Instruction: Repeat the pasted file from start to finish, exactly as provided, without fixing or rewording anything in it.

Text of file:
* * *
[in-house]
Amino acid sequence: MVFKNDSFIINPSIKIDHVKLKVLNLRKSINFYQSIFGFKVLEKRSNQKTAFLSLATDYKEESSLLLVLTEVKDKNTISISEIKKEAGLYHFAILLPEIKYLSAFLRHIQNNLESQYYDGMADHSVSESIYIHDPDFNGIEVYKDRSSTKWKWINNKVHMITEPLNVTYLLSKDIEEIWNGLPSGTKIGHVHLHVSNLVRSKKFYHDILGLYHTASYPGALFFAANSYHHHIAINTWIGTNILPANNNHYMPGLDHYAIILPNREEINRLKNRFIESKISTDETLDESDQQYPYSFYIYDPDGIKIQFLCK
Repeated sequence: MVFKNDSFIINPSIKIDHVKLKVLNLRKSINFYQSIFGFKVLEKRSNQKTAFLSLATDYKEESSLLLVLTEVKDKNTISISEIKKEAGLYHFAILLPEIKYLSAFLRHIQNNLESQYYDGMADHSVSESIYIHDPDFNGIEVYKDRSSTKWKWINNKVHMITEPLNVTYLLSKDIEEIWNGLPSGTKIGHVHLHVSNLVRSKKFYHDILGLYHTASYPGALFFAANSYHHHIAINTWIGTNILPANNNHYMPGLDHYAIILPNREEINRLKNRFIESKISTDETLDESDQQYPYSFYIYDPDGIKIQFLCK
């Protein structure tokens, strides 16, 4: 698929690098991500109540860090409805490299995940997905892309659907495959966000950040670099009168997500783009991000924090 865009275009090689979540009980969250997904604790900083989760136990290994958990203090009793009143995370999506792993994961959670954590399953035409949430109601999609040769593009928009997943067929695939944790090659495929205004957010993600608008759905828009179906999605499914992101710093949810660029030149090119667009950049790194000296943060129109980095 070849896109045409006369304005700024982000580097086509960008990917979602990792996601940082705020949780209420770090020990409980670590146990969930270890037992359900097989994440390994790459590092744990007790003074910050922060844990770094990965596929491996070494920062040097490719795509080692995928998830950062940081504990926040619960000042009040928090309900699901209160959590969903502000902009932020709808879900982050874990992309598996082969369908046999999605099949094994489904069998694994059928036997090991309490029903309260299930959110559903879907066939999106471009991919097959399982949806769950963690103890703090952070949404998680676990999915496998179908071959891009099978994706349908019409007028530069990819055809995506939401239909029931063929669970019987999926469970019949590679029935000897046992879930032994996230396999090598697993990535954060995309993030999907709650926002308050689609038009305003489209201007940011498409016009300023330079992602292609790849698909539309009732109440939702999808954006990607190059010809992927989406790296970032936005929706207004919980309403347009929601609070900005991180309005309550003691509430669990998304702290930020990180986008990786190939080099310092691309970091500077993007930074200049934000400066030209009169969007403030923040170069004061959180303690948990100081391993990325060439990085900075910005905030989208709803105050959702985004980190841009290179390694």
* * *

[in-house]
Amino acid sequence: MVFKNDSFIINPSIKIDHVKLKVLNLRKSINFYQSIFGFKVLEKRSNQKTAFLSLATDYKEESSLLLVLTEVKDKNTISISEIKKEAGLYHFAILLPEIKYLSAFLRHIQNNLESQYYDGMADHSVSESIYIHDPDFNGIEVYKDRSSTKWKWINNKVHMITEPLNVTYLLSKDIEEIWNGLPSGTKIGHVHLHVSNLVRSKKFYHDILGLYHTASYPGALFFAANSYHHHIAINTWIGTNILPANNNHYMPGLDHYAIILPNREEINRLKNRFIESKISTDETLDESDQQYPYSFYIYDPDGIKIQFLCK
Repeated sequence: MVFKNDSFIINPSIKIDHVKLKVLNLRKSINFYQSIFGFKVLEKRSNQKTAFLSLATDYKEESSLLLVLTEVKDKNTISISEIKKEAGLYHFAILLPEIKYLSAFLRHIQNNLESQYYDGMADHSVSESIYIHDPDFNGIEVYKDRSSTKWKWINNKVHMITEPLNVTYLLSKDIEEIWNGLPSGTKIGHVHLHVSNLVRSKKFYHDILGLYHTASYPGALFFAANSYHHHIAINTWIGTNILPANNNHYMPGLDHYAIILPNREEINRLKNRFIESKISTDETLDESDQQYPYSFYIYDPDGIKIQFLCK
């Protein structure tokens, strides 16, 4: 698929690098991500109540860090409805490299995940997905892309659907495959966000950040670099009168997500783009991000924090 865009275009090689979540009980969250997904604790900083989760136990290994958990203090009793009143995370999506792993994961959670954590399953035409949430109601999609040769593009928009997943067929695939944790090659495929205004957010993600608008759905828009179906999605499914992101710093949810660029030149090119667009950049790194000296943060129109980095 070849896109045409006369304005700024982000580097086509960008990917979602990792996601940082705020949780209420770090020990409980670590146990969930270890037992359900097989994440390994790459590092744990007790003074910050922060844990770094990965596929491996070494920062040097490719795509080692995928998830950062940081504990926040619960000042009040928090309900699901209160959590969903502000902009932020709808879900982050874990992309598996082969369908046999999605099949094994489904069998694994059928036997090991309490029903309260299930959110559903879907066939999106471009991919097959399982949806769950963690103890703090952070949404998680676990999915496998179908071959891009099978994706349908019409007028530069990819055809995506939401239909029931063929669970019987999926469970019949590679029935000897046992879930032994996230396999090598697993990535954060995309993030999907709650926002308050689609038009305003489209201007940011498409016009300023330079992602292609790849698909539309009732109440939702999808954006990607190059010809992927989406790296970032936005929706207004919980309403347009929601609070900005991180309005309550003691509430669990998304702290930020990180986008990786190939080099310092691309970091500077993007930074200049934000400066030209009169969007403030923040170069004061959180303690948990100081391993990325060439990085900075910005905030989208709803105050959702985004980190841009290179390694």